Jul 092011

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Threading is on the front pages more than ever, so to speak. Where only a few years ago programmers could brush the topic aside as complicated and not-very-useful, it’s increasingly harder to hide behind those excuses. Multi-core systems are the status quo and the only real way to get better performance (read: scale) is to have multi-threaded code.

So it’s no surprise that the topic is revived and there is more talk about it. And what threading if one doesn’t mention the pitfalls and problems? Consider the following question:

int x = 1;
int y = 0;

if (y == 0)
   // Can x be anything but 1 at this point?

There is no shortage of this type of questions. And there is no shortage of answers either!

The only correct answer to the above question is: It depends on the language!

What does the keyword volatile do? Same answer.

Does my code suffer from the ABA problem? Same answer (but that one is more complicated)

Similar question, same answer.

// Thread 1
x = 1;
y = 0;

// Thread 2
int a = x;
int b = y; // if b == 0, is a == 1?

Here is a pdf presentation of a lock-free hashtable in Java. Here is the video presentation. Again, if the same algorithm implemented in a different language, the result will be different. Namely, it won’t work.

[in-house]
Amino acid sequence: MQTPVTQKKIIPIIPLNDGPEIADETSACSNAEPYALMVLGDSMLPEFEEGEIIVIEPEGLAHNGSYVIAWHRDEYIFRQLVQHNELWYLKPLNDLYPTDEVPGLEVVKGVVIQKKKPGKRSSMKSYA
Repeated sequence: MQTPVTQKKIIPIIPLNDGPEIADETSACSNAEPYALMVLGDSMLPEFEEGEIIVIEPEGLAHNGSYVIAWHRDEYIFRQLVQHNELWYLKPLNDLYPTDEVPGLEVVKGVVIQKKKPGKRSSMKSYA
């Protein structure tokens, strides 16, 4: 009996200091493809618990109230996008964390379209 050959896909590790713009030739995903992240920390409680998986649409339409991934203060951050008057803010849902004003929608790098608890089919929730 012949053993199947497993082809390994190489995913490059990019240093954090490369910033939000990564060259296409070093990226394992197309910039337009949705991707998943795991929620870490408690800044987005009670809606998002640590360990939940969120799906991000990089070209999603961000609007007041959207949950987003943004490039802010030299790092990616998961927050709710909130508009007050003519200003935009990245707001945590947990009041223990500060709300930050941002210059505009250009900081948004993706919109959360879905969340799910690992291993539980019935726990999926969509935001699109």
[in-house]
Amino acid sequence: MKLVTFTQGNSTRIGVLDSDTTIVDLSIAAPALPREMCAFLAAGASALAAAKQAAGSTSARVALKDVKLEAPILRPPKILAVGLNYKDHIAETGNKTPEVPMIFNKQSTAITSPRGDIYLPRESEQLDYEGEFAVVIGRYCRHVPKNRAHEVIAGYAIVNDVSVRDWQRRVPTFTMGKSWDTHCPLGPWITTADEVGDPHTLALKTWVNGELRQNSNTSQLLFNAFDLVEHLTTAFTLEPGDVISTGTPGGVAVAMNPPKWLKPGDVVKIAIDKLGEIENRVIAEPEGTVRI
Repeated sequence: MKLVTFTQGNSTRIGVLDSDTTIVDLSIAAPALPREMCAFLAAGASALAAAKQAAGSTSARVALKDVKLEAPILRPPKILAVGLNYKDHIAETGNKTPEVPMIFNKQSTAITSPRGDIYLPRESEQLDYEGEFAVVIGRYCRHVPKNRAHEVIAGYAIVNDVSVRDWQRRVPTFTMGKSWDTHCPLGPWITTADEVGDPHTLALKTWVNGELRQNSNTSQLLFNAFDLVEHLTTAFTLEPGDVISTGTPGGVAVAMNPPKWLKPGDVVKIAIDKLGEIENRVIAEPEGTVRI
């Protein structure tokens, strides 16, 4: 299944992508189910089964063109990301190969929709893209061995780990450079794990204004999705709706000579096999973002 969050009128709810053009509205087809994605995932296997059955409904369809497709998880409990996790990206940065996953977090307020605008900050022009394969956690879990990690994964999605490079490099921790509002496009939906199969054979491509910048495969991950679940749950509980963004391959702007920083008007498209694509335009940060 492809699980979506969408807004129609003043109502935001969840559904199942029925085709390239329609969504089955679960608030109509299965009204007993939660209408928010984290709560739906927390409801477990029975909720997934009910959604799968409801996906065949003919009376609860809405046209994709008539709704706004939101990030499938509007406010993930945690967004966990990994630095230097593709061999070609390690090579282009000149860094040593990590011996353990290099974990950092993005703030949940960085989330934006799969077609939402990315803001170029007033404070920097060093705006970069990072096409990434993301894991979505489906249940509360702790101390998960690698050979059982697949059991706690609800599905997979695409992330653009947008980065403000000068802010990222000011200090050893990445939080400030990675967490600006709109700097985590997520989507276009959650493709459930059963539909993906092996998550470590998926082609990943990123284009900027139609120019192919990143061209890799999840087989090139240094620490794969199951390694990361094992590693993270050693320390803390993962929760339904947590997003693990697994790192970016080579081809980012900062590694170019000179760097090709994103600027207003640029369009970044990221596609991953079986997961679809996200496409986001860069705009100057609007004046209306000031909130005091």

Why? Because the memory models are different. C++ has a very, very different memory model than .Net than Java. (It wouldn’t be entirely wrong to say that C/C++ don’t define any memory coherency models as such.) Each in their turn probably have a different memory model from other languages. And talking about threading without knowing the memory model is like assuming you can drive at the same speed on all roads. Well, some aren’t even paved, yet some have minimum speed.

It’s very unfortunate that an already complex subject is made even more confusing by the differences in languages and their guarantees, or lack thereof. There is no shortage of confused, misleading and downright incorrect information when it comes to threading. Consider that locks don’t even protect your code against out-of-order execution. But in which language is that?

This is made even more complicated by the fact that processors and hardware architectures come with their own set of guarantees and reservations. So reading on those without taking into account what the language in question abstracts from the hardware, is yet another way to throw oneself in the rabbit hole.

So, the next time you read (or write) about threading issues, make sure you know which language is in question. If it doesn’t say, stop reading. Without that small one-word detail, everything you learn is wrong, regardless of how detailed and coherent it is. Because precise doesn’t necessarily mean accurate.

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